I left Reno at 1:30pm on a flight to Denver, CO on August 31st. Now of course THAT flight was late (45 minutes late to be exact) so by the time I got to Denver, I was in a bit of a panic thinking that I was screwing up my first international travel experience. I hauled ass (sorry for the language, Dad) through the Denver Airport, which is quite large. I made it to my gate as everyone was boarding and hopped on like a pro. My 10 hour trip from Denver to Frankfurt went very quickly, probably because I slept for about 6 of those hours and did crossword puzzles the other 4! (I get the super easy puzzles; it really boosts my confidence!). The food was yummy and I sat next to a really sweet German lady who helped me practice my German pronunciation and let me in on some little cultural secrets. I got off in Frankfurt and had to go through customs and cross into a different terminal to catch my short flight into Basel, Switzerland. I was nervous about having trouble getting through customs, but the seriously just looked at my passport and shoved me through. They’ll let anyone in these days! Haha. While walking through the FRANKFURT airport, I hear some call out my name. "WHAT!?" you say...."But you are in Germany!?" Yes, I know this. I was thinking the same. I turn around to investigate and see my friend Sami from USD standing there waving like a little kid. He just happened to be waiting to catch his flight to Madrid in the same terminal as me. I know, I know, so wierd! We grabbed a quick coffee and then I headed over to catch my flight to Basel.

The flight was just about an hour long so of course it was on one of those planes that is the size of an almond... I am really not afraid of flying at all, but the possibility of death always lingers close on those flights. Fortunately, death was not in the cards for me on the morning of September 1, so I made it to Basel safely, grabbed up my [oversized, HEAVY] bags, and got on the Freiburger Airport Bus. I think that the bus ride was about an hour, but I actually have no idea because I was totally comatose the whole time (I guess my jet lag sets in QUICK!). The bus dropped us off at the Freiburg train station and I took a 10 minute taxi ride to my school, The IES Institute. They immediately started me in with loads of orientation information and such; extremely overwhelming when you are too tired to form a sentence. The school is located in an old 19th century building which has been renovated very beautifully. The garden is awesome and the inside is brand new. Around 4pm I was shown to my dorm and allowed to get settled for like 9 seconds before the whole group left for dinner. The dorm is a bit of a ride from the school so I'll be taking the public transit to get there every day. It is a really easy system which is fortunate since I am a Reno girl at heart and public transpo just ain't our thang.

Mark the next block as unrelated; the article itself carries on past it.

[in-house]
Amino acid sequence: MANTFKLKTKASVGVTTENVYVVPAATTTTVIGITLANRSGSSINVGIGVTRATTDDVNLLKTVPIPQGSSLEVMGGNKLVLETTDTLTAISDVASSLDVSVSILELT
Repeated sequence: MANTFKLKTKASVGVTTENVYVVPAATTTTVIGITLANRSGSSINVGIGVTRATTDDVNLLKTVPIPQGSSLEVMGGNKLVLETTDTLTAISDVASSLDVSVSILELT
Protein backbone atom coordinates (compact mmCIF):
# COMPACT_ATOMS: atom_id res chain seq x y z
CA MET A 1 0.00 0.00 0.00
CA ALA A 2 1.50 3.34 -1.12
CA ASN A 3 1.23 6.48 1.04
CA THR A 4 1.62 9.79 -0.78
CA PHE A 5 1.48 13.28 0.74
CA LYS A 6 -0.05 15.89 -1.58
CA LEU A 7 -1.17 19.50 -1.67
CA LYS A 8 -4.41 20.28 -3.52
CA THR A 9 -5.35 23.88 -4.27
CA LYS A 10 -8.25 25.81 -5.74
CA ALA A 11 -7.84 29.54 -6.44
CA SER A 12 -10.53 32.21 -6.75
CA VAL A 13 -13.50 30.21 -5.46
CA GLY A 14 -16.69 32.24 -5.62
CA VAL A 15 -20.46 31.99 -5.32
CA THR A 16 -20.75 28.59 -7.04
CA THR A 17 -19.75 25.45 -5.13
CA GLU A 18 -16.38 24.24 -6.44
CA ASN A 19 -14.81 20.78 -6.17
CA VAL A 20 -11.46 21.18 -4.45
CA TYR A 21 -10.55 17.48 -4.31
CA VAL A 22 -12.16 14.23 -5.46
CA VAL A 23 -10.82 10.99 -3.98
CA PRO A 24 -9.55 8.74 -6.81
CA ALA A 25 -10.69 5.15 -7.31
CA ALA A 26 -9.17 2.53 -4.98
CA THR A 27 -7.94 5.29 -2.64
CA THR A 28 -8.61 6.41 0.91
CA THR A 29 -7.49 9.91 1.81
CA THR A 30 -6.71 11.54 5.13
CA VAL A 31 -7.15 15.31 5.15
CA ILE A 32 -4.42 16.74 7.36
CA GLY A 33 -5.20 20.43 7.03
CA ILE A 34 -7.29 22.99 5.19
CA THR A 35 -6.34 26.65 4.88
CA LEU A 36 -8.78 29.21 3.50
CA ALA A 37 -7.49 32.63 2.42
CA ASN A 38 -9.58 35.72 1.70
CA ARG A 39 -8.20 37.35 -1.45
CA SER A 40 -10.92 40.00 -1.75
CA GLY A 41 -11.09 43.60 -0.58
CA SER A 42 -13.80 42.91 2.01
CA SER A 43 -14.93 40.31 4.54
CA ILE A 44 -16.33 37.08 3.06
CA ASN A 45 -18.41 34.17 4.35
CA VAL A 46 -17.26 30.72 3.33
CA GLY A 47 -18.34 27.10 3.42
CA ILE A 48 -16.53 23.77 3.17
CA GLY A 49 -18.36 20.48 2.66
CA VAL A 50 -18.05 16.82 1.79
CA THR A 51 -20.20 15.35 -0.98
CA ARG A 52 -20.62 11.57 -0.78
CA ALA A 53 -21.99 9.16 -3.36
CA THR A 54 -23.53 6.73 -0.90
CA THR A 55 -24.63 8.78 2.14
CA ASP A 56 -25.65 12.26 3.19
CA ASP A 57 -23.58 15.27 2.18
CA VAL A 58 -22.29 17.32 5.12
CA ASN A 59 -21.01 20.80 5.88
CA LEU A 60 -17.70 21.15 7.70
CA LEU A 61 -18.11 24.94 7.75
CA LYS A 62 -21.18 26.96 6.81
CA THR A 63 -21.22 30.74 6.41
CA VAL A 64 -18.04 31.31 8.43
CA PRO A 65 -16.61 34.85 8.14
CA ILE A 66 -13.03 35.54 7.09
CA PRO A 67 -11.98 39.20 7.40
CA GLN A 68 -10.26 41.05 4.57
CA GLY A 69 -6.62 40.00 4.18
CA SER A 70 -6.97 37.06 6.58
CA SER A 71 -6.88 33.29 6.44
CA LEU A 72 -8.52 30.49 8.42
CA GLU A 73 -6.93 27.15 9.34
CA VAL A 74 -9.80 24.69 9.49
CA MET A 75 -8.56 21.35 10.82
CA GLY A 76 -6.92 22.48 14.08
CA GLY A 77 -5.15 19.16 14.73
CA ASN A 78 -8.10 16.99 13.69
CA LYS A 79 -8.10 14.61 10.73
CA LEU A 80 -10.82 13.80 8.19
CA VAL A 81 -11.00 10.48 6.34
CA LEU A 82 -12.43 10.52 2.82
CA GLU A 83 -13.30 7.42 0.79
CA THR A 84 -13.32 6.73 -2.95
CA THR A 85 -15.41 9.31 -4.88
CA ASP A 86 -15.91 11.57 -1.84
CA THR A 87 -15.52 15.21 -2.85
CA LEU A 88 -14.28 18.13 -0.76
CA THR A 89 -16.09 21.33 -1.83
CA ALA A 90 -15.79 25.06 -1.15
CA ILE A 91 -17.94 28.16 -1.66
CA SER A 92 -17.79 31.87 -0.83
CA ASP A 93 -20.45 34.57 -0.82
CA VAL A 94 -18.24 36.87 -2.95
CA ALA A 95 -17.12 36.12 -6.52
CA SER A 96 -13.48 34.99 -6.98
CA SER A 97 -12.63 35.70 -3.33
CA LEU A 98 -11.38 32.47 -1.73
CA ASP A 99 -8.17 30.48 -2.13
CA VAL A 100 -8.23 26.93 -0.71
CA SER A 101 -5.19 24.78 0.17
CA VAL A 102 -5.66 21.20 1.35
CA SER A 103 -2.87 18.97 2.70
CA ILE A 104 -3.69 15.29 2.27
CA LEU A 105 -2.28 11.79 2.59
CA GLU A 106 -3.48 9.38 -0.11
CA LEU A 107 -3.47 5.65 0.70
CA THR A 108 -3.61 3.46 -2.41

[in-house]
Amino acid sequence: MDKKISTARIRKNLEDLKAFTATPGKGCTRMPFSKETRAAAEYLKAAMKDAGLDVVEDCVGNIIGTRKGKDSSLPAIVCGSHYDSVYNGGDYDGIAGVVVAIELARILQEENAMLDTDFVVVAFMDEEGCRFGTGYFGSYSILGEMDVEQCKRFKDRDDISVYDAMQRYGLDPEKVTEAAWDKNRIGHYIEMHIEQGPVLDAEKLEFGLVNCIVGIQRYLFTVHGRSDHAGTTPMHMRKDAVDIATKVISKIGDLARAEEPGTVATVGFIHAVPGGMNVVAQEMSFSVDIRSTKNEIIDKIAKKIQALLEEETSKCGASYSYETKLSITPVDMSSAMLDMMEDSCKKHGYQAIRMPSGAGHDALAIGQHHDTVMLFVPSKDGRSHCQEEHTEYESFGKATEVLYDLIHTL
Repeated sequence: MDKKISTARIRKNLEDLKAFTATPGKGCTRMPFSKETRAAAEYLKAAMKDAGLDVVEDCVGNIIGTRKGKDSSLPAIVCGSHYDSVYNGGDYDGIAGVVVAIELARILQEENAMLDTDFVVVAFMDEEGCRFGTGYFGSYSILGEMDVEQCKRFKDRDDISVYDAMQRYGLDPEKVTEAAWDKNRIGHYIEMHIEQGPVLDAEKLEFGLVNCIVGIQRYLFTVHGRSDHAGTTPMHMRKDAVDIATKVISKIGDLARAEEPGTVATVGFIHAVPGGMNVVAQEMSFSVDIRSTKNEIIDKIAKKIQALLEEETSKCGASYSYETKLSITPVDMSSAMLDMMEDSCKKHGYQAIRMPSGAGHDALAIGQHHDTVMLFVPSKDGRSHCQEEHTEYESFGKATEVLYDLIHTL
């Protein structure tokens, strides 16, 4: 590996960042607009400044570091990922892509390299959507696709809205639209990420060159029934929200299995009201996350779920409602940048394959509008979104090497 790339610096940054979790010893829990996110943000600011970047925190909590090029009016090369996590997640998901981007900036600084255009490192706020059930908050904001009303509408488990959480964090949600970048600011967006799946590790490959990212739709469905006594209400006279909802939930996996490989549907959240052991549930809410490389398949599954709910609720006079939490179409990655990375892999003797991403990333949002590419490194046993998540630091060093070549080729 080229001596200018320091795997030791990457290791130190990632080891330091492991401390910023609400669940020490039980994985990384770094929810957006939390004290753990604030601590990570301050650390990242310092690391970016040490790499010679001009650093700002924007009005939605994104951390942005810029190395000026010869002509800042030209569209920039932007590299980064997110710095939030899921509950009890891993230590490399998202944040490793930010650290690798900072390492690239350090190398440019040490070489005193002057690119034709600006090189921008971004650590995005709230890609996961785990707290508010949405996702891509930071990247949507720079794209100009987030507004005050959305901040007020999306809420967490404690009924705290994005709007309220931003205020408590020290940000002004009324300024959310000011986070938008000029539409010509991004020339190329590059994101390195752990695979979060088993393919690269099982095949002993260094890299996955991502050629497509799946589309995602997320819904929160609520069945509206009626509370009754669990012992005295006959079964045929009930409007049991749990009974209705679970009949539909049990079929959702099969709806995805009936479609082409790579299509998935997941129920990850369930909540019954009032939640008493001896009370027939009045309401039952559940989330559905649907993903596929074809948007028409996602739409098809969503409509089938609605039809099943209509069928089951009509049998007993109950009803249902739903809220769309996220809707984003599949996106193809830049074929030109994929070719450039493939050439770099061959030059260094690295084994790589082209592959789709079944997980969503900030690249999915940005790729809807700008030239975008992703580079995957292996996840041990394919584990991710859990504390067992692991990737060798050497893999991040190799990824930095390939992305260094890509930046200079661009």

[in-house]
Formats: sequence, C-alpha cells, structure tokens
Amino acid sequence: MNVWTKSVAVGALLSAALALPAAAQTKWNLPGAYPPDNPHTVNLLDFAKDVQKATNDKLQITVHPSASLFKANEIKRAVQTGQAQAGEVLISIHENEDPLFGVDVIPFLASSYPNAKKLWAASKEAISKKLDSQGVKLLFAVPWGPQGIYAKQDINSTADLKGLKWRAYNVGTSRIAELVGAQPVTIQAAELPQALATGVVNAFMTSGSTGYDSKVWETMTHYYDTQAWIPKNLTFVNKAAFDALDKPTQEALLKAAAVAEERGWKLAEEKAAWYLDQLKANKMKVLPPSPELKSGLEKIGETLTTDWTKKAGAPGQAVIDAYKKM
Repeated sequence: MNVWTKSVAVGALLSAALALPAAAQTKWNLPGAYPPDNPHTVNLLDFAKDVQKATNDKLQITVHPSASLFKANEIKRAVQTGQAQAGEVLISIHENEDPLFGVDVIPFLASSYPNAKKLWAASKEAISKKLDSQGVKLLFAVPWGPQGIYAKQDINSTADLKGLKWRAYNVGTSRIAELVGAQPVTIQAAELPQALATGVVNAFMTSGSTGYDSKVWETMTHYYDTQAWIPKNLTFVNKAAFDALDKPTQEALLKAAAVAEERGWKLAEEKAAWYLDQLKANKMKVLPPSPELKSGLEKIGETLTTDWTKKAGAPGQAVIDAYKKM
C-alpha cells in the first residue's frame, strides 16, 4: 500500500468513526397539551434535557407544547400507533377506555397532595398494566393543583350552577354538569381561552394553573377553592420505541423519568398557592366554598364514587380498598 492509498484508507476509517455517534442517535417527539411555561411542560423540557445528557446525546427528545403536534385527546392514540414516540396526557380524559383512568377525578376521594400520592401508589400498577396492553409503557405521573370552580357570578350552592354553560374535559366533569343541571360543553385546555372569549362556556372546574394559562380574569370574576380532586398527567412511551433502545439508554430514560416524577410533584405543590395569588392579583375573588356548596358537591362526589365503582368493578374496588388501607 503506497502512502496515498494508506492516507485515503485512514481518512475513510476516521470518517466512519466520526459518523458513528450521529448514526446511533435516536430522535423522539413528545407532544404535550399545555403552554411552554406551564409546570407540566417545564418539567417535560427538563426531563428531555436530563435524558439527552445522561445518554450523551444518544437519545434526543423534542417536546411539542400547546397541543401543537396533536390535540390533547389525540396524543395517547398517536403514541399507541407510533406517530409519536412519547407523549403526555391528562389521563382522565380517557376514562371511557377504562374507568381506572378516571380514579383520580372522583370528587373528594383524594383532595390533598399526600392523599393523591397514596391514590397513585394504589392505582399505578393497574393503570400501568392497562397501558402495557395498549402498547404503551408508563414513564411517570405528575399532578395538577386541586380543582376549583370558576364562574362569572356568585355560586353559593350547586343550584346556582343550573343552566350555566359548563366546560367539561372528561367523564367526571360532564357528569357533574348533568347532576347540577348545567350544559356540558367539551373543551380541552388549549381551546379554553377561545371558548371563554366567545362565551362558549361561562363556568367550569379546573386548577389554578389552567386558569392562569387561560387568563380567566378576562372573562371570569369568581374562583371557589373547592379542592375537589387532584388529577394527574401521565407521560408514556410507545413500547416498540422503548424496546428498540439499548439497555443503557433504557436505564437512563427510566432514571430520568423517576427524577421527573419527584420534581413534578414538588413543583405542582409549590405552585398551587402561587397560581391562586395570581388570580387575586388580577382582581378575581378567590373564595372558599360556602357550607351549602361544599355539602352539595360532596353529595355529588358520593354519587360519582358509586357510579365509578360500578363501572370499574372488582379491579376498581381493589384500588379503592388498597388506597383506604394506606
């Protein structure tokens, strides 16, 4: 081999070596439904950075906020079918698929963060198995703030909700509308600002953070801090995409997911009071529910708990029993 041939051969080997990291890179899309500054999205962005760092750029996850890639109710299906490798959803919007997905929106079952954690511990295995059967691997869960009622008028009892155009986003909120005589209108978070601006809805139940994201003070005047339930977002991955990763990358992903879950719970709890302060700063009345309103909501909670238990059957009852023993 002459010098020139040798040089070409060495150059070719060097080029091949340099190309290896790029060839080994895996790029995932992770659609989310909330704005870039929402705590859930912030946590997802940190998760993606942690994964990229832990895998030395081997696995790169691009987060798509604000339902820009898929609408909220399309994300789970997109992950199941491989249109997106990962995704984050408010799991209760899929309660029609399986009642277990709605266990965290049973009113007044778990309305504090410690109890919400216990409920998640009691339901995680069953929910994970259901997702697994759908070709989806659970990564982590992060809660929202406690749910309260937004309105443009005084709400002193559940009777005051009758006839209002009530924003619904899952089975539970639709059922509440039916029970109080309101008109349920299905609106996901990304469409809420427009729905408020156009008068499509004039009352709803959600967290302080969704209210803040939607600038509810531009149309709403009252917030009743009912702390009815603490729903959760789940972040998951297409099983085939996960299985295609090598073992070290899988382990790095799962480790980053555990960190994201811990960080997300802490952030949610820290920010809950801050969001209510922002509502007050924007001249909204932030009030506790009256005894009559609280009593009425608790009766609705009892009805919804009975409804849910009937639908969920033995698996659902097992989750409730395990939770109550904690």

Not to be a complainer, but I got the short end of the stick in the dorm department (at least compared to all of my previous ones in SD). My building is a renovated French barrack from when France occupied the territory in the early '90s. It is clean but that whole military thing kinda ruins the mood for me. I'll put up some pictures soon, but trust me when I say that you guys aren't missing out on much. I gotta get some flowers in here ASAP; I am about to develop seasonal depression. On the bright side though, we get the privilege of sharing a flat with other German (and international) students that go to the university in Freiburg which is pretty cool.

There are about 35 of us in my program, which is referred to as the ‘EU Program’ since our studies are focused almost entirely on the European Union. We are mostly Americans but there are a few international students as well. We went to a pizza place where I ordered a 'Pizza Pepperoni' (a safe choice, right?). NOT. That baby came out with chilies all over it. Actual green chilies. Yikes! Well, of course I ate it (I am a Feroah, after all). Actually it was pretty delicious. There is a local brewery here called Ganter Beer and I had a stein of that. It tasted like metal at first (I was told that is because it's on tap...I told that person that I'd rather drink warm milk than suck on a quarter.), but after a few sips that ick subsided. The alcohol was clearly doing its job. Ha! I'll keep ya'll updated on my European alcohol adventures. As far as I can tell, most of the other kids in my program have hardly had a sip of alcohol in their lives (I cannot say the same, much to my parents' dismay) so this whole “it’s legal to drink" thing will probably get very entertaining for me as I watch them "find their limits". (Don’t worry Mom & Dad, I've already found mine. Let's just say that I won't be needing to spend a large portion of my money on booze since it only takes one drink to do the trick! I obviously have my mother’s tolerance for alcohol…).

There are so many little cultural quirks that totally puzzle/excite me! For instance, they recycle EVERYTHING here. Seriously, the system is more confusing than my senior calculus class. It's a joke. But hey, maybe I'll learn their ways and come back as a more environmentally conscious American (God knows we need 'em...). Also, Germans don't smile. Not in their conversations with one another and DEFINITELY not to strangers. Word on the street is that it's simply a "cultural difference", but I just think that their faces don't easily form a smile. Just a thought... We as Americans do it all the time, probably a lot more than we realize. I need to stop that right away for fear of tagging myself as a foreigner! Better get my nasty face on... :) There are so many other little things about this place that are so different and so interesting; I will log them as I think of them, just for the entertainment value!

I am currently sitting in my [bleak little] room in my PJs after an outrageously long day. It's 10pm on the 2nd of September and I will be crawling into my child-size bed shortly! I've included are some pictures to give you a better idea of my glorious reality! So much for that short blog thing...

Enjoy my friends.

Always, Ali

Window Sill in a French-Style Neighborhood.

Freiburg's new pedestrian/bike bridge and the Black Forrest in the distance!

Friday, August 14, 2009

Google's Version of my Future Home

Freiburg-im-Breisgau, Germany

The streams of water that run through the cobbleston streets of Freiburg. According to the locals, it's a right of passage to stumble through one of these on one's way home from a late night of debauchery. I'll let you know how this goes for me....

Arial view of the city. Freiburg is famous for the Munster, the large church in the center. Google it.


Look DOWN DOWN DOWN to the bottom of Germany...where France and Switzerland meet Deutchland...BINGO! Freiburg!

Thursday, August 13, 2009

I am one lucky girl...

Ma Boy.

PB, July '09

Friday, May 29, 2009

Happy Birthday To Me. Love, Quadia


he's the Boss...